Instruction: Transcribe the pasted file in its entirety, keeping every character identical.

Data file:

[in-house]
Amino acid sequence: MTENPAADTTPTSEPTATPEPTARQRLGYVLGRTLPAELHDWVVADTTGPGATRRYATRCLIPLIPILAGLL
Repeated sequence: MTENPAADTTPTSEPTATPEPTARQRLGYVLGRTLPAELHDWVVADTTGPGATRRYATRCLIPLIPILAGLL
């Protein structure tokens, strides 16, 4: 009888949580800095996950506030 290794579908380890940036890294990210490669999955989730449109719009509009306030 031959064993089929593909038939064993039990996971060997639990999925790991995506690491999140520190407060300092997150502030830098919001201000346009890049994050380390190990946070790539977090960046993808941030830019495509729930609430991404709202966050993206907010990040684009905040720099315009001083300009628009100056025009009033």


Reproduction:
[in-house]
Amino acid sequence: MTENPAADTTPTSEPTATPEPTARQRLGYVLGRTLPAELHDWVVADTTGPGATRRYATRCLIPLIPILAGLL
Repeated sequence: MTENPAADTTPTSEPTATPEPTARQRLGYVLGRTLPAELHDWVVADTTGPGATRRYATRCLIPLIPILAGLL
């Protein structure tokens, strides 16, 4: 009888949580800095996950506030 290794579908380890940036890294990210490669999955989730449109719009509009306030 031959064993089929593909038939064993039990996971060997639990999925790991995506690491999140520190407060300092997150502030830098919001201000346009890049994050380390190990946070790539977090960046993808941030830019495509729930609430991404709202966050993206907010990040684009905040720099315009001083300009628009100056025009009033």